Transact SQL – Drop Temp Table if it it exists

Background

Reviewing some Transact SQL Code and saw a code block that works well in exception handling, but can have a bit of side effect in Transact SQL.

Code

Original Code

SQL


BEGIN TRY

    DROP TABLE #pollingData;
     
END TRY
BEGIN CATCH
END CATCH;

 

Explanation

When the temp table does not exist, an error is raised.

Because the drop table is enclosed in a try/catch block the error is gracefully handled by the system.

Noise

But, yet there is a bit of silent noises.

SQL Server Profiler

Image

Tabulated
  1. Event
    • Exception
      • Error :- 3701
      • Severity :- 11
      • State :- 5
    • User Error Message
      • Error :- 3701
      • Severity :- 11
      • State :- 5

Trace Events

Image

Explanation
  1. Events
    • objectName = error_reported
      • eventData
      • error Number :- 3701
      • severity :- 11
      • message :- Cannot drop the table ‘#pollingData’, because it does not exist or you do not have permission.
      • sqlStatement :- empty

 

Revised Code

Check If Table Exists, before attempt to drop

SQL

BEGIN TRY

	if object_id('tempdb..#pollingData') is not null
	begin
		DROP TABLE #pollingData;
    end 

END TRY

BEGIN CATCH

END CATCH;

Drop Table, If Exists

In MS SQL Server v2016 and later versions, we can use the new “drop object if exists” conditional statement…

SQL


drop table if exists #pollingData;

 

Other Errors

There are other errors that can be avoided with dropping an object only upon validation that it exists.

SET XACT_ABORT ON;

If you use the set xact_abort on directive, your code will abort upon running into the error mentioned above.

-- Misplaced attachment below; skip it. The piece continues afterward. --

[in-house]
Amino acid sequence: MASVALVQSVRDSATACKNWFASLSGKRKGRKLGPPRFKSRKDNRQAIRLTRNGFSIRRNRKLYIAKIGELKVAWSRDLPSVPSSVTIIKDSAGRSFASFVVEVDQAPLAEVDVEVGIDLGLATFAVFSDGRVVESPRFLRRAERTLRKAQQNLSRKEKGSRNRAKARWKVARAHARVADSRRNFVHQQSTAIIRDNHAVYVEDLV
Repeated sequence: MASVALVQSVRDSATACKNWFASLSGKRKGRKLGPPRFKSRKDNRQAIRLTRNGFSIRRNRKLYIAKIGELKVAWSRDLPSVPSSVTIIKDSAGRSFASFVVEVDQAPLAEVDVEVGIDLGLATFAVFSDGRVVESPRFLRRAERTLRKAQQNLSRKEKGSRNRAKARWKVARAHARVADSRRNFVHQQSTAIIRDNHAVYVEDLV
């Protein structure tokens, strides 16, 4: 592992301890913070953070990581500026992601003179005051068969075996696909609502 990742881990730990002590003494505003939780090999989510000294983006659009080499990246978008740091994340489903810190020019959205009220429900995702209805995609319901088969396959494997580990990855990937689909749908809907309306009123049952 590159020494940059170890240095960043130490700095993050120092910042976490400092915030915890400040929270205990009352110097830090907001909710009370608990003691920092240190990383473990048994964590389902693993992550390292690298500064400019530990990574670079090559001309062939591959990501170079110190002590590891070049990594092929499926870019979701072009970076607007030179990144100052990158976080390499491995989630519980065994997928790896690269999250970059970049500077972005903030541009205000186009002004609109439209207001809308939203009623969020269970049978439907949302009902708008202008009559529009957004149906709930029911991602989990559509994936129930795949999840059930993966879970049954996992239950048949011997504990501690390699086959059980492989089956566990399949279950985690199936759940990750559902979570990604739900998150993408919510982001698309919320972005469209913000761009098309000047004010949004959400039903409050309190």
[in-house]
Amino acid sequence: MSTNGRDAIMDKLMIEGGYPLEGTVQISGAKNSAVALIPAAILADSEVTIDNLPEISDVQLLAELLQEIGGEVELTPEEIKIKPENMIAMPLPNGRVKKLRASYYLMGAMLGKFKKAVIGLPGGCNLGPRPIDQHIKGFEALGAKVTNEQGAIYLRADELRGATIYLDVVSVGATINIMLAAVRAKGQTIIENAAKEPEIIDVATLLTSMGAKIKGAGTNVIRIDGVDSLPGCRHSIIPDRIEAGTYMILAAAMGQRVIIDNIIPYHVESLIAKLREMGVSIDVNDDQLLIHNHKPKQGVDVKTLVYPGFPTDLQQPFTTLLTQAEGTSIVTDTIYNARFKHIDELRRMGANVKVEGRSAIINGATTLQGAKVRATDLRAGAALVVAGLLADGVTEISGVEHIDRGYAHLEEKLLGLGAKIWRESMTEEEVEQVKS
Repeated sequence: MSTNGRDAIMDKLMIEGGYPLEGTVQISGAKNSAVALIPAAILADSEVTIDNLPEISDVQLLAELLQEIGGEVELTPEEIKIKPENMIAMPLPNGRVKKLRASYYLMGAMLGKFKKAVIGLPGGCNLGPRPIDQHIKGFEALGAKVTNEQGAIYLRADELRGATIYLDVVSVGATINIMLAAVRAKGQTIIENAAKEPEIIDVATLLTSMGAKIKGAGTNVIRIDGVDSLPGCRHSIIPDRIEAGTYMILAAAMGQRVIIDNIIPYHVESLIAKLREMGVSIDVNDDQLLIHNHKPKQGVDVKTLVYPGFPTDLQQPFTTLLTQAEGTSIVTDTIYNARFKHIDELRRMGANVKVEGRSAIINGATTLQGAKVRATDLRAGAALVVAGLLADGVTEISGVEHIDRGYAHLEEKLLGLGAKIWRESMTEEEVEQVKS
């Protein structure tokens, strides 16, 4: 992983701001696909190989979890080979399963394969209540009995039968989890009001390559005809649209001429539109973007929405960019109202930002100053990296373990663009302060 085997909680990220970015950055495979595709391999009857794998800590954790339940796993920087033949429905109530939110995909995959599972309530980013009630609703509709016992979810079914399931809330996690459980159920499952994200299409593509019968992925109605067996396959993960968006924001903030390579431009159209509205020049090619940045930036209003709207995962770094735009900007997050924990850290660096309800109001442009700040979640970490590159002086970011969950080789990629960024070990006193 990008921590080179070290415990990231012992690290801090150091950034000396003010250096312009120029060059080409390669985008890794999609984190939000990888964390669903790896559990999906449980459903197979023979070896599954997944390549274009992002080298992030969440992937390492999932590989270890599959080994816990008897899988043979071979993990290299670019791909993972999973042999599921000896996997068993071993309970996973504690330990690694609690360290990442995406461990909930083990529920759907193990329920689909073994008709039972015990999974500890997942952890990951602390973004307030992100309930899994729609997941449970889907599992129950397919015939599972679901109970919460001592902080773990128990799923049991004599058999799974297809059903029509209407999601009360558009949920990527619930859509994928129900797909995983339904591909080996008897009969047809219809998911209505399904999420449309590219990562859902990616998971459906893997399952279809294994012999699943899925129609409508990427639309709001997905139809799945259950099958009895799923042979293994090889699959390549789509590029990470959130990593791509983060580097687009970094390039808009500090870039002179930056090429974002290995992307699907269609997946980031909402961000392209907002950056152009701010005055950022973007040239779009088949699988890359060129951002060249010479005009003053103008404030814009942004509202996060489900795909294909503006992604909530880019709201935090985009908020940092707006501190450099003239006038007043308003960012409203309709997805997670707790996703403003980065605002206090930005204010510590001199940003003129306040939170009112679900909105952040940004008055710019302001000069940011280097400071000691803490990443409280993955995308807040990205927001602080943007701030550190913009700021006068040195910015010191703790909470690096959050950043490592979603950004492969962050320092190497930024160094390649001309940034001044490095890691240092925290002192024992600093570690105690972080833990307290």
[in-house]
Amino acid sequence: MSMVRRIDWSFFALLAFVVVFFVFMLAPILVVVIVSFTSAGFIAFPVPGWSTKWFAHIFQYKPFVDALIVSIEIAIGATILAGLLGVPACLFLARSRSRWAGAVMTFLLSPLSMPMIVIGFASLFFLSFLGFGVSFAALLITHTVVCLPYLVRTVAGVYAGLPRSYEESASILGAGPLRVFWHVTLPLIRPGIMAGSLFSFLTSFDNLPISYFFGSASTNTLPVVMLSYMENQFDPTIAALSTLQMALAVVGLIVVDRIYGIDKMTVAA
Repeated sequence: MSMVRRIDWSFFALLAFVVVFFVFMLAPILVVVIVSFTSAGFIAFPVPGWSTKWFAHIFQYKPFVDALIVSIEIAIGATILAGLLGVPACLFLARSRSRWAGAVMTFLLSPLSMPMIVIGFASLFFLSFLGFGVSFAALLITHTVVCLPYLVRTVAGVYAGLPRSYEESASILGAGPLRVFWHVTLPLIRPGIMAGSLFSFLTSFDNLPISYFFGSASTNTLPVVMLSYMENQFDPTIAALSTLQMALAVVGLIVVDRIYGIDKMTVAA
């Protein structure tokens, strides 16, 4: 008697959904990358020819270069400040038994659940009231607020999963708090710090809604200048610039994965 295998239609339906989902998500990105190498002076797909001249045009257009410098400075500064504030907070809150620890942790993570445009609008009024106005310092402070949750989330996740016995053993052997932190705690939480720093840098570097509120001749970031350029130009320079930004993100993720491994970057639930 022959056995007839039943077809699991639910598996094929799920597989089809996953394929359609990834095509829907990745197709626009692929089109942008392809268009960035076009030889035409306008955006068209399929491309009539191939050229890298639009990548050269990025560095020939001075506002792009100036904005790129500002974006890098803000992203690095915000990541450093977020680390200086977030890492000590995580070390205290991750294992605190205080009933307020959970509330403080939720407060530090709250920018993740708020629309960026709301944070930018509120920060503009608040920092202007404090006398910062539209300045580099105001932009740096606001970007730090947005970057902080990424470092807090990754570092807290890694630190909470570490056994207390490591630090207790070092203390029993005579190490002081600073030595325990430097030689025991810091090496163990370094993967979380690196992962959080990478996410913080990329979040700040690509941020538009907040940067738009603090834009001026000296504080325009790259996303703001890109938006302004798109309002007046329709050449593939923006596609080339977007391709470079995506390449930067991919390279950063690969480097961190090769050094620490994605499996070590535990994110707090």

Error Message

Msg 3930, Level 16, State 1 ..
The current transaction cannot be committed and cannot support operations that write to the log file. Roll back the transaction.

 

SQL Server – Database Compatibility Level

Background

Upgrading quite a bit of SQL Server Instances.

One of the areas to keep an eye on is the compatibility level of individual databases within each Instance.

Code

Read Compatibility Level

Credit

Crediting Nick Kavadias ( Link ) for his response on Stack Overflow:

How to check SQL Server Database compatibility after sp_dbcmptlevel is deprecated?
Link

SQL



/*
    How to check SQL Server Database compatibility after sp_dbcmptlevel is deprecated?
    https://stackoverflow.com/questions/1501596/how-to-check-sql-server-database-compatibility-after-sp-dbcmptlevel-is-deprecate

*/
select 

              [database] 
                = tblSD.[name]

            , [compatibilityLevel]
                = tblSD.[compatibility_level]

            , [version] = 
                    CASE [compatibility_level]
                        WHEN 65  THEN 'SQL Server 6.5'
                        WHEN 70  THEN 'SQL Server 7.0'
                        WHEN 80  THEN 'SQL Server 2000'
                        WHEN 90  THEN 'SQL Server 2005'
                        WHEN 100 THEN 'SQL Server 2008/R2'
                        WHEN 110 THEN 'SQL Server 2012'
                        WHEN 120 THEN 'SQL Server 2014'
                        WHEN 130 THEN 'SQL Server 2016'
                        WHEN 140 THEN 'SQL Server 2017'
                    END

from sys.databases tblSD

order by 
        tblSD.[name]

Set Compatibility Level

Legacy

sp_dbcmptlevel

Syntax


exec master..sp_dbcmptlevel 
         @dbname = @name 
       , @new_cmptlevel = @version 

Sample


exec master..sp_dbcmptlevel 
         @dbname = 'hrdb' 
       , @new_cmptlevel = 130

Modern

Alter Database / Set Compatibility Level

Syntax


alter database [db-name]
	set COMPATIBILITY_LEVEL = [compatibilityLevel]

Sample


alter database [hrdb]
	set COMPATIBILITY_LEVEL = 130

References

  1. Alter Database
    • ALTER DATABASE (Transact-SQL) Compatibility Level
      • Docs / SQL / T-SQL / Statements
        Link
    • sp_dbcmptlevel (Transact-SQL)
      • Docs / SQL / Relational databases / System stored procedures
        Link

SQL Server – Database Permissions – List

Background

There are different levels of permissions in SQL Server.

There are concentric permissions.

Inclusive are Instance, database, schema, and object.

And, others that are more dependant on the object type.

Database Permissions